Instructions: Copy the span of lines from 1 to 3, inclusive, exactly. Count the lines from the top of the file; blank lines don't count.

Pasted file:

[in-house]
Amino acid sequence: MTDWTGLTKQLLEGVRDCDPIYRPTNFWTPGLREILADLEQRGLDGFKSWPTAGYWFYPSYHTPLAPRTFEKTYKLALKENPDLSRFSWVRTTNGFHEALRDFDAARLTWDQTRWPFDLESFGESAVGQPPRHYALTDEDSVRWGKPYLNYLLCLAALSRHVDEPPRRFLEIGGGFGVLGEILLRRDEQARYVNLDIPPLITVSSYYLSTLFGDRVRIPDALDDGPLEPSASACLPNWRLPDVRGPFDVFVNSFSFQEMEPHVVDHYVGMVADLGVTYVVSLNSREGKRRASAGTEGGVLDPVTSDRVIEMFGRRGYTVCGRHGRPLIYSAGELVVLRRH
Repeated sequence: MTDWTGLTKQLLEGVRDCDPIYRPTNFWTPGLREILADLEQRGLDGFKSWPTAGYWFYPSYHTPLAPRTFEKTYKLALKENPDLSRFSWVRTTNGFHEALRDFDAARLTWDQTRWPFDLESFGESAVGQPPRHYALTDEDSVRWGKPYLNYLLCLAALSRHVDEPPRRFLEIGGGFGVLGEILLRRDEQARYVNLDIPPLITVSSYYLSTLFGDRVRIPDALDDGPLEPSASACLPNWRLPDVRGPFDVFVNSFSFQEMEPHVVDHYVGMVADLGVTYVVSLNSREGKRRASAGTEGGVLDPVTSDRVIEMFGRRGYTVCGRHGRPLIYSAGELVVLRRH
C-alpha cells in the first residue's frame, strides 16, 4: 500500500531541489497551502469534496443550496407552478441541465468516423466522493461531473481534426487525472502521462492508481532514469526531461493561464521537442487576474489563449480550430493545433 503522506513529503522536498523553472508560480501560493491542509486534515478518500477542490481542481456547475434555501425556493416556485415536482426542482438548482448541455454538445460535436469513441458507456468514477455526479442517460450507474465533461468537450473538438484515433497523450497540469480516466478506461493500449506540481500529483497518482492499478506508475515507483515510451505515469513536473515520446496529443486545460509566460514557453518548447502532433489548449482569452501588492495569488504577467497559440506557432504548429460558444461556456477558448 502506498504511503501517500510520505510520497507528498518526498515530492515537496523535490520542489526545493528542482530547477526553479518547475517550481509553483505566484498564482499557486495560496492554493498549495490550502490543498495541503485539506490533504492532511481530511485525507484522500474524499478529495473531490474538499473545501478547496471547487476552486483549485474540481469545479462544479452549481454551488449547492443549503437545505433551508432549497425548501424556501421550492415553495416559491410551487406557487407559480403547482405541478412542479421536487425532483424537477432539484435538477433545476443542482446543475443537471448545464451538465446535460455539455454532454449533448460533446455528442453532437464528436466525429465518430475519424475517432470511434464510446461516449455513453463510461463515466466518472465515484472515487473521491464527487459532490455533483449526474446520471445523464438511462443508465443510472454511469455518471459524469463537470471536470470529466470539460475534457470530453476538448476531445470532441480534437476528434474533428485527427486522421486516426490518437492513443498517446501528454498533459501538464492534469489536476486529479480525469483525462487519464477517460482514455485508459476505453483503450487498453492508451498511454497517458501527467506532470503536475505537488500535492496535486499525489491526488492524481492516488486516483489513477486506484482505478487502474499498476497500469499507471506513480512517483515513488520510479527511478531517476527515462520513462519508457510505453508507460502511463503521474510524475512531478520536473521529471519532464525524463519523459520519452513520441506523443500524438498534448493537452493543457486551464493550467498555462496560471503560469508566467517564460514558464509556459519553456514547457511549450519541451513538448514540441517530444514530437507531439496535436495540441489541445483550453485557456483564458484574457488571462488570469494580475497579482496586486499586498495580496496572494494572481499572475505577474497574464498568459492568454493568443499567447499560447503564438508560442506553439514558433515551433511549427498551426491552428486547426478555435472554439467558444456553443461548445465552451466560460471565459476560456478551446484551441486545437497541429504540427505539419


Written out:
[in-house]
Amino acid sequence: MTDWTGLTKQLLEGVRDCDPIYRPTNFWTPGLREILADLEQRGLDGFKSWPTAGYWFYPSYHTPLAPRTFEKTYKLALKENPDLSRFSWVRTTNGFHEALRDFDAARLTWDQTRWPFDLESFGESAVGQPPRHYALTDEDSVRWGKPYLNYLLCLAALSRHVDEPPRRFLEIGGGFGVLGEILLRRDEQARYVNLDIPPLITVSSYYLSTLFGDRVRIPDALDDGPLEPSASACLPNWRLPDVRGPFDVFVNSFSFQEMEPHVVDHYVGMVADLGVTYVVSLNSREGKRRASAGTEGGVLDPVTSDRVIEMFGRRGYTVCGRHGRPLIYSAGELVVLRRH
Repeated sequence: MTDWTGLTKQLLEGVRDCDPIYRPTNFWTPGLREILADLEQRGLDGFKSWPTAGYWFYPSYHTPLAPRTFEKTYKLALKENPDLSRFSWVRTTNGFHEALRDFDAARLTWDQTRWPFDLESFGESAVGQPPRHYALTDEDSVRWGKPYLNYLLCLAALSRHVDEPPRRFLEIGGGFGVLGEILLRRDEQARYVNLDIPPLITVSSYYLSTLFGDRVRIPDALDDGPLEPSASACLPNWRLPDVRGPFDVFVNSFSFQEMEPHVVDHYVGMVADLGVTYVVSLNSREGKRRASAGTEGGVLDPVTSDRVIEMFGRRGYTVCGRHGRPLIYSAGELVVLRRH